On the second floor of Chinatown’s East Broadway Mall — behind yellow plaid drapes — designer Sarah Burns has opened a “small ten-foot cube” of a space for what was already a popular Instagram business (its monthly drops of vintage rings, necklaces, and bracelets sell out in minutes). Now, shoppers can browse her own designs, like a pin based on a drawing of a dancing ribbon her partner drew on a napkin. (Burns also offers in-house resizing.)
A current favorite: The Double-Down Ring, $465.
“This two-in-one ring was inspired by a solid-silver vintage Gucci ring I owned,” Burns says.
129 Sixth Ave., Park Slope
“It didn’t make sense to us that there were no used bookstores in Park Slope,” Alex Brooks says. So he and his partners, who are also behind Codex on the Bowery, opened one in the neighborhood last month. Plywood shelves on tiled floors are stacked with books spanning genres from history to philosophy to spirituality, and there’s also a substantial fiction selection.
A current favorite: Gay Witchcraft, by Christopher Penczak, $18.
“I love this serious, enlightening history of queer mythology and healing culture,” Brooks says.
180 Orchard St.
In an unlikely turn of events, Bradley Tusk (a venture capitalist and political fixer who has worked for Uber and recently advised Andrew Yang) decided to open a bookshop around the corner from where his grandfather Hymie used to own a knitwear shop. The store is huge and has a built-in amphitheater space for events (like a discussion with Andrew Kirtzman, author of Giuliani) as well as a café and a podcast studio that’s free for anyone to record in.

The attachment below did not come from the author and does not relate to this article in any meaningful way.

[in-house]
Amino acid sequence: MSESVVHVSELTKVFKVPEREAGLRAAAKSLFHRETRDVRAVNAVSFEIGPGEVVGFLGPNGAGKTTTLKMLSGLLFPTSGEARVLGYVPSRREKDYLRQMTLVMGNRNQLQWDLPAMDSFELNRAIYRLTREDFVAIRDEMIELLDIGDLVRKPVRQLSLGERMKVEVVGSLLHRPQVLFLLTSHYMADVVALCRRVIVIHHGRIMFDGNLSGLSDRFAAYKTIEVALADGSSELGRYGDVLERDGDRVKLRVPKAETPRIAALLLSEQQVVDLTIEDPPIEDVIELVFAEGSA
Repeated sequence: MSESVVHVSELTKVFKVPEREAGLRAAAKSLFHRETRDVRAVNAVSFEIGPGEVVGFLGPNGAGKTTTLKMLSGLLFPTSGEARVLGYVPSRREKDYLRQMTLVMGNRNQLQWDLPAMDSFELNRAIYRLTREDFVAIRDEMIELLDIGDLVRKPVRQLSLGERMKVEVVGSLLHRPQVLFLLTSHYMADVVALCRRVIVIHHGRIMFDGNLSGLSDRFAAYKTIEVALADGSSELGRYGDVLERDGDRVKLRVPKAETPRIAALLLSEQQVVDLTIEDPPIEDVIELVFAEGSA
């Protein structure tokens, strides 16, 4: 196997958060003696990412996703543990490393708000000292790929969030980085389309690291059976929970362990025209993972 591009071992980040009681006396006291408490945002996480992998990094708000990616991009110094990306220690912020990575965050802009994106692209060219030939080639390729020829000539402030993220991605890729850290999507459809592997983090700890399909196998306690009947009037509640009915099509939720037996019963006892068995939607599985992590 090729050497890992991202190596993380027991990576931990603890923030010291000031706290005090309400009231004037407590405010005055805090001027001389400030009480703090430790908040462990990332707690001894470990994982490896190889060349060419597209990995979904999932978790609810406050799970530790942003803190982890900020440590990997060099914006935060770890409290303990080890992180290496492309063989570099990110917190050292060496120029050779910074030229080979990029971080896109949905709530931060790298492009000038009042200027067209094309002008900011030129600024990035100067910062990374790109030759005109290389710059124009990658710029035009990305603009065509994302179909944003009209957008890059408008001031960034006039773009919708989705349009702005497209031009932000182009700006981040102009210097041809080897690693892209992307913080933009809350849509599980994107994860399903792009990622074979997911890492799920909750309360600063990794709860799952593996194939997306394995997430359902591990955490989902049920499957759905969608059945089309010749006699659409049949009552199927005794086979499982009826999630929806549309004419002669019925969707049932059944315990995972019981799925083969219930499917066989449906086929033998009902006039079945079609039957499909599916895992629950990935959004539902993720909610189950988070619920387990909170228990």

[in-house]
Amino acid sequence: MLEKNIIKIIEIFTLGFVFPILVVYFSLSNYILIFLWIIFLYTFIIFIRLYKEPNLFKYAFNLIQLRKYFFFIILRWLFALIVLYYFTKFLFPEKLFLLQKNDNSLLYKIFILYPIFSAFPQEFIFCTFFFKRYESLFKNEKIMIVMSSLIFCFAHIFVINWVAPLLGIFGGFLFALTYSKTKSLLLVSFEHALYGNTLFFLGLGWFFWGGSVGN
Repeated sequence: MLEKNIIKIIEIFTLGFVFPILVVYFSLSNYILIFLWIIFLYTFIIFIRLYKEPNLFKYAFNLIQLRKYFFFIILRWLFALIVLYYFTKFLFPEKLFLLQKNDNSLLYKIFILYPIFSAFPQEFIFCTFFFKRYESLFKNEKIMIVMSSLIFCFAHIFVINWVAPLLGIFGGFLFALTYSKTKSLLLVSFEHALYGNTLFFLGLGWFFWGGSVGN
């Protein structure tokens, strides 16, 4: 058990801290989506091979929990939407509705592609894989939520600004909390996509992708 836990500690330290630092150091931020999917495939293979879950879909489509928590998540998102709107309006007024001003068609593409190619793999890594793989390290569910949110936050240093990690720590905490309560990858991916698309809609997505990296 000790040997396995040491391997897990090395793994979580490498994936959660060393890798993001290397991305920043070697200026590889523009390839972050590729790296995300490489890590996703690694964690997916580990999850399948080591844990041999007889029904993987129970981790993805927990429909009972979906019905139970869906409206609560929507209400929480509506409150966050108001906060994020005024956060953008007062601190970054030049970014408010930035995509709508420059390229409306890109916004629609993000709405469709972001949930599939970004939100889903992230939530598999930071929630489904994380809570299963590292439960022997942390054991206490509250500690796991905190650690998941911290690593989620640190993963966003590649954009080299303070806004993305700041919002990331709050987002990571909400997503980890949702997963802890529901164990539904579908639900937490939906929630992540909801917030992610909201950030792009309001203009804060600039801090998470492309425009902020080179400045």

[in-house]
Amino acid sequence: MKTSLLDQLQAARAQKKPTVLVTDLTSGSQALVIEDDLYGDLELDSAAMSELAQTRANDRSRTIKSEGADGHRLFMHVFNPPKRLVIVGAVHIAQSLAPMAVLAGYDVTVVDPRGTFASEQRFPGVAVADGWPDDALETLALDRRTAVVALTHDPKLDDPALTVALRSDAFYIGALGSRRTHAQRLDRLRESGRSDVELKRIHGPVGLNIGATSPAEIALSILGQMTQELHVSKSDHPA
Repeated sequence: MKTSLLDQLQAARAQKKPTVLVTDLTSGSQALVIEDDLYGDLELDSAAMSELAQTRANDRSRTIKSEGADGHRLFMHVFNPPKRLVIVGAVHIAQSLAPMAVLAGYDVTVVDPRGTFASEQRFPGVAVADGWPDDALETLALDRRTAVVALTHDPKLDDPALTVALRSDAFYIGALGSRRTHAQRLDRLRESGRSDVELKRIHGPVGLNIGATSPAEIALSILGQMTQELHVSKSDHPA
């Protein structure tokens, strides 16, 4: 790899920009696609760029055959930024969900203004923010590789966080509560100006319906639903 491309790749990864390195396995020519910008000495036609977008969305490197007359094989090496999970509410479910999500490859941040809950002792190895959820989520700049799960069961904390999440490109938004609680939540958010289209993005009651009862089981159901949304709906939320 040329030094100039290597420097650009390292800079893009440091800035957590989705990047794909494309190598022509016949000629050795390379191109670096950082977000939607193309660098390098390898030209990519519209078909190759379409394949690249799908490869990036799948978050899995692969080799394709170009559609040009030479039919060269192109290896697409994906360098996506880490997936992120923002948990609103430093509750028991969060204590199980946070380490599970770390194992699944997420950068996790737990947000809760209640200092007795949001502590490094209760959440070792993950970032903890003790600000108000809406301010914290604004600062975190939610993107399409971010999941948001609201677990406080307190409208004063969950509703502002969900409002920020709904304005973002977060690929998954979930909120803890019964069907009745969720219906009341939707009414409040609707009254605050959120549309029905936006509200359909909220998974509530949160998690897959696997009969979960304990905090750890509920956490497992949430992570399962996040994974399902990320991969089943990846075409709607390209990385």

A current favorite: Diary of a Void, by Emi Yagi, $23.
“A shrewdly humorous take on ‘quiet quitting,’” says general manager Julie Wernersbach.
39½ Crosby St.
After nearly a decade of designing corporate events for clients like Anthropologie and LVMH, planner Brenna Gilbert decided to open a hosting-supplies shop. Feste, which has an enormous disco-ball display in the window, stocks unusually nice-looking supplies like scalloped wood-fiber plates and pom-pom garlands. It also has an event-planning arm.
A current favorite: Something Blue Floral Confetti, $7.
“This confetti is made of delphinium petals, all hand-dried on a family farm,” Gilbert says.
Santos by Mónica
22 Ludlow St.
Designer Mónica Santos Gil has been making slouchy handbags from (vegan, plastic-free) cactus leather for two years with increasing success; Industry actress Myha’la Herrold recently wore her best-selling Agave Triangular Tote in black. After continually extending her week-to-week pop-up lease in the former Beverly’s space on Ludlow, she has just signed on for a half-year extension.
A current favorite: Dolores Square Tote in Red, $295.
“This is our most functional style. It’s designed to fit both MacBook sizes or, alternatively, two bottles of wine and a baguette,” Gil says.
254 Broome St.
After years of selling their rotating collection of “contemporary classicwear” — like Jil Sander, Yohji Yamamoto, Issey Miyake, and under-$500 Armani suits — at pop-ups across Paris, New York, and L.A., vintage expert Houman Farahmand and his husband, Arsène Barski, now have a permanent spot.
A current favorite: Pierre Cardin Burgundy Track Jacket With Bone Piping, $225.
“Bella Hadid got one of these jackets from us. She wore it off the shoulder,” Farahmand says.